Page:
Thursday, February 16, 2012


By Barbara Jones, Staff Writer LA Daily News |

smf:  I missed this Valentines Day Massacre story when it first ran. But as you probably know, that figurative bloodbath has been postponed or rescheduled until March 6th.
Q: And the metaphorical massacre historically associated with that day? 
A: The Fall of the Alamo, 1836.

2/14/2012  ::  Free after-school programs that provide academic and cultural enrichment for thousands of LAUSD students - and day-care options for their parents - would be scaled back or eliminated under a money-saving plan set for a vote today by the school board.

The award-winning Beyond the Bell Division would be crippled by the loss of $7.5 million in youth services money, which funds tutoring and recreation programs, as well as outdoor education camps, the Academic Decathlon and high-profile music groups.

Cuts to popular Beyond the Bell programs are among the gut-wrenching options facing the school board as it tries to erase a $557 million deficit for 2012-13. Adult- and early-childhood education, elementary arts classes, magnet schools and gifted programs are also set to be scaled back or eliminated.

"We realize the district is facing dire circumstances, but we think youth services is part and parcel of what we should be providing for the community," said Alvaro Cortes, director of Beyond the Bell. "We want to keep kids in a safe, nurturing, learning environment."

Beyond the Bell oversees every after-school program - except interscholastic athletics - at some 600 elementary, middle and high schools. It also coordinates after-school programs operated on LAUSD campuses with funding from the state and local nonprofit groups.

Most of the programs operate between the end of the school day and 6 p.m. - hours that tempt youngsters with countless ways to get into trouble if they're unsupervised or have nowhere else to go.

Instead, students can stay after school to participate in academic and English-language lessons, intramural sports and other recreational activities, plus enrichment classes like life skills, art, cooking and music. There are also after-hours and weekend field trips to the theater and to the Clear Creek and Point Fermin Outdoor Ed Camps.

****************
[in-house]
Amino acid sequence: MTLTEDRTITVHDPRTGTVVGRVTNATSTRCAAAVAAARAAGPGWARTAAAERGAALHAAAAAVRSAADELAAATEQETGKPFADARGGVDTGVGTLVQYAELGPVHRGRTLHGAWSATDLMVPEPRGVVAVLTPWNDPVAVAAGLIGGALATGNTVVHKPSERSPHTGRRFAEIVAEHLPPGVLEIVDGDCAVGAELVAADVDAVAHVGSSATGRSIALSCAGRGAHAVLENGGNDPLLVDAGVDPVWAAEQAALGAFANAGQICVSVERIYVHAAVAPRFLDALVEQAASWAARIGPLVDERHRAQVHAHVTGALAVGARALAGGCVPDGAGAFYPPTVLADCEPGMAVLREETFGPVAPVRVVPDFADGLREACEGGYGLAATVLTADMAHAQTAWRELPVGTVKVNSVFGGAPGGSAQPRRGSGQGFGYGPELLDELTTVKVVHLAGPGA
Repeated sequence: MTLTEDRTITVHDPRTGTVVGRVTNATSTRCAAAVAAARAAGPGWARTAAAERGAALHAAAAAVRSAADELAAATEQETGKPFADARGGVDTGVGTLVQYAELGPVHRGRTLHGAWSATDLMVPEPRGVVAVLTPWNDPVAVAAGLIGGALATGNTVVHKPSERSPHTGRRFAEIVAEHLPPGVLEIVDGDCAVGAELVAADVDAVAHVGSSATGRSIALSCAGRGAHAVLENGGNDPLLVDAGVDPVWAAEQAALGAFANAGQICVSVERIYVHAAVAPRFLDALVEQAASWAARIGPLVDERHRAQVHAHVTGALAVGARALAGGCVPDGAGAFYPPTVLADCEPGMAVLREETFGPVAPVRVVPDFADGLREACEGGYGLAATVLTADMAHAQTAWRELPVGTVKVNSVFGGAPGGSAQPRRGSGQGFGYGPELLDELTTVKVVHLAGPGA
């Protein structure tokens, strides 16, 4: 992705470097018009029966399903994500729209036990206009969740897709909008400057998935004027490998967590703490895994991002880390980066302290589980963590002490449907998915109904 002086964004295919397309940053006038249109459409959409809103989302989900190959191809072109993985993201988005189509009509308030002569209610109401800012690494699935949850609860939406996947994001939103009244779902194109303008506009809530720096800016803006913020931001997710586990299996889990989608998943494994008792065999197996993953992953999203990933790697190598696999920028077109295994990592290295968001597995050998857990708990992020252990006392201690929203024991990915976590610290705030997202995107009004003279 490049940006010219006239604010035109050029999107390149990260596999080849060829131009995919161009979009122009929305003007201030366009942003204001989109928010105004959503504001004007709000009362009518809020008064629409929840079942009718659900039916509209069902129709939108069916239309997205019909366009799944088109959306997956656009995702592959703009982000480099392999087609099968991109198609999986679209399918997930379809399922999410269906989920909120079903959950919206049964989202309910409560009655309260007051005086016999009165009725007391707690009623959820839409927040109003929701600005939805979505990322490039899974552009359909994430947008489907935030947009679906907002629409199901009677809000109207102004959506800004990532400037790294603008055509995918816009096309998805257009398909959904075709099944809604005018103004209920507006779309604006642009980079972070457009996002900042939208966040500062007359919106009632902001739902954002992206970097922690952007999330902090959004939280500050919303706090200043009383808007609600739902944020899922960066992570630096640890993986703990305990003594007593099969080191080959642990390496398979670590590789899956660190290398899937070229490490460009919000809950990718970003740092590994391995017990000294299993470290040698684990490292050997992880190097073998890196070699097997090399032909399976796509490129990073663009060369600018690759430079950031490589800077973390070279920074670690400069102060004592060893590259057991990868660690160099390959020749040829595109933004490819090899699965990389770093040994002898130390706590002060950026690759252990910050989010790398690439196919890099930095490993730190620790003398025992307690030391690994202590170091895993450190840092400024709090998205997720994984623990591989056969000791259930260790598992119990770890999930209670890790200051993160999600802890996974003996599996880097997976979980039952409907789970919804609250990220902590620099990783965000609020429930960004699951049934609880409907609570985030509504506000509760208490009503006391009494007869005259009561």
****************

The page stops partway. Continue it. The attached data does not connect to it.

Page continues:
In a letter that will be sent to parents, dated Feb. 15 - the day after the LAUSD board is expected to approve his budget-balancing plan - Superintendent John Deasy acknowledges the value of Beyond the Bell.

"In LAUSD, students participating in after-school programs have shown increases in school attendance, English and math achievement on state exams, and the number of high school students passing the California High School Exit Exam," he writes. "Needless to say, I find these cuts very painful to have to make. However, to meet our fiduciary responsibilities, I am left with no choice."

For campuses like Topeka Drive Elementary in Northridge or Topanga Elementary, the Beyond the Bell program is their only after-school offering.

Others like Sunland Elementary and Roscoe Elementary receive additional funding from nonprofits like LA's BEST, or through Proposition 49, the voter-approved After School Safety Education Act.

"My yardstick is whether I would send my grandkids there," said Carla Sanger, president and CEO of the nonprofit LA's BEST, which partners with Beyond the Bell at 186 elementary schools. "And I would send them to those 186 schools.

For some families, she added, the programs provide essential child care services.

"There will be no day care for parents who are taking three buses to get to work to put food on the table during the worst economic downturn in decades," Sanger said.

Cortes notes that the loss of Beyond the Bell money could create a dilemma at schools that have other funding partners, with the principals having to decide which students get to stay and which must go.

In addition, there's the potential loss of state and federal grants that require a funding match using Beyond the Bell money.

Compounding Cortes' dismay over the likely elimination of after-school programs is the expected loss of money for Beyond the Bell music groups, the Academic Decathlon and the CyberPatriots, a computer-defense competition.

Defending national champion Granada Hills Charter and a dozen other Los Angeles Unified high schools will be heading to Sacramento next month to compete in the statewide Academic Decathlon.

The All District Honor Marching Band, which has performed in the Rose Parade for 40 years, along with the Thelonious Monk Jazz Band, the Beyond the Bell Youth Orchestra and the Band and Drill Team would also be eliminated.

"These are all wonderful programs. They allow students to be successful, to know what that feels like, to make that connection," Cortes said. "These are life-changing experiences, and they're going to end."

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